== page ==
The Kagiso PMI experiences sharp decline and ends in contraction02 July 2012
The seasonally adjusted Kagiso Purchasing Managers Index (PMI) declined by 5.4 index points in June, with most of the sub-indices recording significant declines. At 48.2, the Index is currently at its lowest level since August 2011. This moderation in manufacturing production has dampened the outlook for overall GDP growth in the second quarter of 2012.
According to Abdul Davids, Head of Research at Kagiso Asset Management, after a strong start to 2012, the state of the local manufacturing sector now appears to be more in line with its key export markets, Europe and China. "In addition to weaker external demand, the latest figures indicate a sustained and worsening slowdown in domestic demand as the New Sales Orders Index, the largest weighted sub-index, fell by 5.2 points to reach a level of 46.5," he says.
The Business Activity Index recorded the largest decline, falling by 9 index points to 47. Davids points out that this Index was last at these levels in mid-2011 when factory sector output was negatively affected by industrial action. "While the three-month average for the Index still indicates that production expanded during the second quarter, it points to much slower growth and further weakness to come" he says.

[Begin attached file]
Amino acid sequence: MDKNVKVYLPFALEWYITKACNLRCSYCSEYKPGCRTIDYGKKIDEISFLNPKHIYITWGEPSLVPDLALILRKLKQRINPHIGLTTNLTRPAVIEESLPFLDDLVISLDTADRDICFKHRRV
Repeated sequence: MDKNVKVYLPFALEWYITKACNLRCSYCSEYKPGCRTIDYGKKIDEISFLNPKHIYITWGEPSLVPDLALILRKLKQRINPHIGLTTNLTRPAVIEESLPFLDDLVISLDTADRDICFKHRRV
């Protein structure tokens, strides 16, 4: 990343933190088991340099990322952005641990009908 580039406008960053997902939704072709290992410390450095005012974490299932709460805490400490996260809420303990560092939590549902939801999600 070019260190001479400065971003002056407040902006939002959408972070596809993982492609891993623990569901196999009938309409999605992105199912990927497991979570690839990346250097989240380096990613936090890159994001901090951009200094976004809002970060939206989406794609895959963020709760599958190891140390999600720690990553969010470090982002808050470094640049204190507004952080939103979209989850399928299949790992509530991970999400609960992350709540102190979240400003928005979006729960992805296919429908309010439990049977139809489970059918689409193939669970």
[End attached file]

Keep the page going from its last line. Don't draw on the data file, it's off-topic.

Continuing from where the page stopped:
After a surprising and welcome gain in May, the Employment Index eased back below 50 to 46.8. According to Davids, the May increase appears to have been an outlier rather than the start of an improving trend for factory sector employment. However, he explains that the Index's retreat does not necessarily imply that manufacturers are shedding jobs. "Most of the respondents reported that employment levels were actually stable between May and June," he says. "It therefore appears that while the factory sector is not shedding jobs, it is not increasing employment either."
On a more positive note, input cost pressures moderated significantly, with the Price Index losing 8.5 index points to reach 65.1. "The continued decline in oil and other raw material prices seems to have outweighed the impact of the rand exchange rate, which continued to weaken against the US dollar," says Davids.